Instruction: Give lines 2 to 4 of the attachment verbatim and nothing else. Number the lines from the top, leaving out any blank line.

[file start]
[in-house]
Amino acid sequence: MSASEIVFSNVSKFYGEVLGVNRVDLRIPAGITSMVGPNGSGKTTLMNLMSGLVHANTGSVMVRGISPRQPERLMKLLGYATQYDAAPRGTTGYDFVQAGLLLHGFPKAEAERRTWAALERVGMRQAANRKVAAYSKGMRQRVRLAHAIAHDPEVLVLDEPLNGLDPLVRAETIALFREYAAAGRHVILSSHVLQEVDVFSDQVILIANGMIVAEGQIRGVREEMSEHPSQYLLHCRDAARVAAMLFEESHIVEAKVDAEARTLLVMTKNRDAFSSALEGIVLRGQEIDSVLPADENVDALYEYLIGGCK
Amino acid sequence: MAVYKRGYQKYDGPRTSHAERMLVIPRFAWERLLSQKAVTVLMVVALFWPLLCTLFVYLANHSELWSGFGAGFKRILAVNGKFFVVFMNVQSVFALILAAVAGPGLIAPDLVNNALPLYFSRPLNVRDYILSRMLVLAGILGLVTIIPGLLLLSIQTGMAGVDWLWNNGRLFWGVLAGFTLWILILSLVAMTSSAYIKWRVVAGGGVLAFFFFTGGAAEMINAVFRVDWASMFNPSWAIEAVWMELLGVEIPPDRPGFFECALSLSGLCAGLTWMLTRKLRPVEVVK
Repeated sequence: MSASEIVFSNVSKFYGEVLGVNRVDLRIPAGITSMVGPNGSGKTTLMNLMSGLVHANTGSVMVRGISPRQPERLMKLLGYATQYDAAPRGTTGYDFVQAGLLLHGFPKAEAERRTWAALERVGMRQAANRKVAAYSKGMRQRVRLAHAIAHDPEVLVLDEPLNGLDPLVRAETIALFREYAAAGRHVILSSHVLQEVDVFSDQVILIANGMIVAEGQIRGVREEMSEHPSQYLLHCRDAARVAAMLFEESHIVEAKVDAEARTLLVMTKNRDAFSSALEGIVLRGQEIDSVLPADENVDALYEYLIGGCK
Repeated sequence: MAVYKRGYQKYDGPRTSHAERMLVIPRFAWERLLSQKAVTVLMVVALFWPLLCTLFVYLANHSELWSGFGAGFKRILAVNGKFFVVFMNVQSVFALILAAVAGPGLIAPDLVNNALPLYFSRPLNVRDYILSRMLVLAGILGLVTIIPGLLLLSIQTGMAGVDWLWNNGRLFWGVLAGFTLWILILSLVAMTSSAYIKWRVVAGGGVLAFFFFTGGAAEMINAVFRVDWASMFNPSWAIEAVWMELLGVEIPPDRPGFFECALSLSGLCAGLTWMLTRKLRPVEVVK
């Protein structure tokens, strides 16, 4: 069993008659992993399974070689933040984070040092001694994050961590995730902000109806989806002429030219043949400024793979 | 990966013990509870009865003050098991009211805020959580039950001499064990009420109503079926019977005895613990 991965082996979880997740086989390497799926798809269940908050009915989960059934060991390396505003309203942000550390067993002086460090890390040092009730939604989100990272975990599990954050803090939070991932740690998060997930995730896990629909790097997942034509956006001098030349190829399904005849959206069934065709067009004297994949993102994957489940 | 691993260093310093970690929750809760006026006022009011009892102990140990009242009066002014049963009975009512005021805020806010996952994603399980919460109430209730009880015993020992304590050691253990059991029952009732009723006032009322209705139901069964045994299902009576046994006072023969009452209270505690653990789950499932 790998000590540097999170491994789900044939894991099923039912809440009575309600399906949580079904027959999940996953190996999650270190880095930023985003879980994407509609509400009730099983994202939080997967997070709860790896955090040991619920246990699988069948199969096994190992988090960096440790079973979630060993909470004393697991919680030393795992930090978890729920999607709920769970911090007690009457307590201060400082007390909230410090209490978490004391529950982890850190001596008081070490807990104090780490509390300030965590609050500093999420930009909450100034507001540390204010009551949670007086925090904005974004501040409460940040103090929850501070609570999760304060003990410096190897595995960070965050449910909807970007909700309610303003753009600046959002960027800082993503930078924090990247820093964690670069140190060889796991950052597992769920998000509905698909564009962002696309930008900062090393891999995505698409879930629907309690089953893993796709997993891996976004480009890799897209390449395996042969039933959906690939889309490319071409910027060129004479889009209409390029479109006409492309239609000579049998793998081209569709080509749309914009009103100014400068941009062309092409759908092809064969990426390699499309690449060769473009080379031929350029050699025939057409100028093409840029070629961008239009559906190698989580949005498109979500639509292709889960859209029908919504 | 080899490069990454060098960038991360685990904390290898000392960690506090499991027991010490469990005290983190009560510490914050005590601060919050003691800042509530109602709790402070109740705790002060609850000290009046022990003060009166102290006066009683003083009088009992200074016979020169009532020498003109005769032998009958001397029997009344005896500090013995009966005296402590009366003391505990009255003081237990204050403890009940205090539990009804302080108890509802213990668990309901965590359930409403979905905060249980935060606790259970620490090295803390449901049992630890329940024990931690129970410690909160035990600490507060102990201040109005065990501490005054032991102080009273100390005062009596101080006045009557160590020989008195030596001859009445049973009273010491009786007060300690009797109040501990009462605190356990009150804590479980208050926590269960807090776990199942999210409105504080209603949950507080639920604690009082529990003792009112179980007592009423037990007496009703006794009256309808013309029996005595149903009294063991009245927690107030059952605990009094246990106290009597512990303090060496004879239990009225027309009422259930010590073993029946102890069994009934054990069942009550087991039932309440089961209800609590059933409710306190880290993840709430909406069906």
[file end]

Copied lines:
Amino acid sequence: MSASEIVFSNVSKFYGEVLGVNRVDLRIPAGITSMVGPNGSGKTTLMNLMSGLVHANTGSVMVRGISPRQPERLMKLLGYATQYDAAPRGTTGYDFVQAGLLLHGFPKAEAERRTWAALERVGMRQAANRKVAAYSKGMRQRVRLAHAIAHDPEVLVLDEPLNGLDPLVRAETIALFREYAAAGRHVILSSHVLQEVDVFSDQVILIANGMIVAEGQIRGVREEMSEHPSQYLLHCRDAARVAAMLFEESHIVEAKVDAEARTLLVMTKNRDAFSSALEGIVLRGQEIDSVLPADENVDALYEYLIGGCK
Amino acid sequence: MAVYKRGYQKYDGPRTSHAERMLVIPRFAWERLLSQKAVTVLMVVALFWPLLCTLFVYLANHSELWSGFGAGFKRILAVNGKFFVVFMNVQSVFALILAAVAGPGLIAPDLVNNALPLYFSRPLNVRDYILSRMLVLAGILGLVTIIPGLLLLSIQTGMAGVDWLWNNGRLFWGVLAGFTLWILILSLVAMTSSAYIKWRVVAGGGVLAFFFFTGGAAEMINAVFRVDWASMFNPSWAIEAVWMELLGVEIPPDRPGFFECALSLSGLCAGLTWMLTRKLRPVEVVK
Repeated sequence: MSASEIVFSNVSKFYGEVLGVNRVDLRIPAGITSMVGPNGSGKTTLMNLMSGLVHANTGSVMVRGISPRQPERLMKLLGYATQYDAAPRGTTGYDFVQAGLLLHGFPKAEAERRTWAALERVGMRQAANRKVAAYSKGMRQRVRLAHAIAHDPEVLVLDEPLNGLDPLVRAETIALFREYAAAGRHVILSSHVLQEVDVFSDQVILIANGMIVAEGQIRGVREEMSEHPSQYLLHCRDAARVAAMLFEESHIVEAKVDAEARTLLVMTKNRDAFSSALEGIVLRGQEIDSVLPADENVDALYEYLIGGCK